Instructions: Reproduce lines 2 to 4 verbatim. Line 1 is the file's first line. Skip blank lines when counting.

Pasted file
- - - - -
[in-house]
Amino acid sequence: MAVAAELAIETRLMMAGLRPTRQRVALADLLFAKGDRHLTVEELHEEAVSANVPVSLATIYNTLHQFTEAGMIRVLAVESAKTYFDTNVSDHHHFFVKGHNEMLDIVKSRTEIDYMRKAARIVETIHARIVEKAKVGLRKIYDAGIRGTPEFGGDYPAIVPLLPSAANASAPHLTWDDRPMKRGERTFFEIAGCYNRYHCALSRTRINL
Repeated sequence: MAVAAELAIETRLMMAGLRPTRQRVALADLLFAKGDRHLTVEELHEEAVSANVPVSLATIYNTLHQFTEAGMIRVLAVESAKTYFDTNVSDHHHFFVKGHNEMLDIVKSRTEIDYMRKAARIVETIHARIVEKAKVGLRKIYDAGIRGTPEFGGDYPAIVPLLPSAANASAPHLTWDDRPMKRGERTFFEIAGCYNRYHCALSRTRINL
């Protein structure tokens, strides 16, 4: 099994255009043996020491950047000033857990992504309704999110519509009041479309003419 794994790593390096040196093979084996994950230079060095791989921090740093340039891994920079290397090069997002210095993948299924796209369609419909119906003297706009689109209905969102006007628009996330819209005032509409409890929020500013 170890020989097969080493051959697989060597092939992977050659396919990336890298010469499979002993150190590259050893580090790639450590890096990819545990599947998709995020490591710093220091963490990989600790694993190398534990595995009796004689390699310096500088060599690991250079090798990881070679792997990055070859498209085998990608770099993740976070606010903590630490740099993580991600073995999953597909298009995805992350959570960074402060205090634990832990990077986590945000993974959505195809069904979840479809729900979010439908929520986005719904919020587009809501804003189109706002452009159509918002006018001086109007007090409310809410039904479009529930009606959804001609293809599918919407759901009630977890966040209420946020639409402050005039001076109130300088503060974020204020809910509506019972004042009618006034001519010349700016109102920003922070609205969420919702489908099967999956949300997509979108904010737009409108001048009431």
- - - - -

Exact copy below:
Amino acid sequence: MAVAAELAIETRLMMAGLRPTRQRVALADLLFAKGDRHLTVEELHEEAVSANVPVSLATIYNTLHQFTEAGMIRVLAVESAKTYFDTNVSDHHHFFVKGHNEMLDIVKSRTEIDYMRKAARIVETIHARIVEKAKVGLRKIYDAGIRGTPEFGGDYPAIVPLLPSAANASAPHLTWDDRPMKRGERTFFEIAGCYNRYHCALSRTRINL
Repeated sequence: MAVAAELAIETRLMMAGLRPTRQRVALADLLFAKGDRHLTVEELHEEAVSANVPVSLATIYNTLHQFTEAGMIRVLAVESAKTYFDTNVSDHHHFFVKGHNEMLDIVKSRTEIDYMRKAARIVETIHARIVEKAKVGLRKIYDAGIRGTPEFGGDYPAIVPLLPSAANASAPHLTWDDRPMKRGERTFFEIAGCYNRYHCALSRTRINL
């Protein structure tokens, strides 16, 4: 099994255009043996020491950047000033857990992504309704999110519509009041479309003419 794994790593390096040196093979084996994950230079060095791989921090740093340039891994920079290397090069997002210095993948299924796209369609419909119906003297706009689109209905969102006007628009996330819209005032509409409890929020500013 170890020989097969080493051959697989060597092939992977050659396919990336890298010469499979002993150190590259050893580090790639450590890096990819545990599947998709995020490591710093220091963490990989600790694993190398534990595995009796004689390699310096500088060599690991250079090798990881070679792997990055070859498209085998990608770099993740976070606010903590630490740099993580991600073995999953597909298009995805992350959570960074402060205090634990832990990077986590945000993974959505195809069904979840479809729900979010439908929520986005719904919020587009809501804003189109706002452009159509918002006018001086109007007090409310809410039904479009529930009606959804001609293809599918919407759901009630977890966040209420946020639409402050005039001076109130300088503060974020204020809910509506019972004042009618006034001519010349700016109102920003922070609205969420919702489908099967999956949300997509979108904010737009409108001048009431």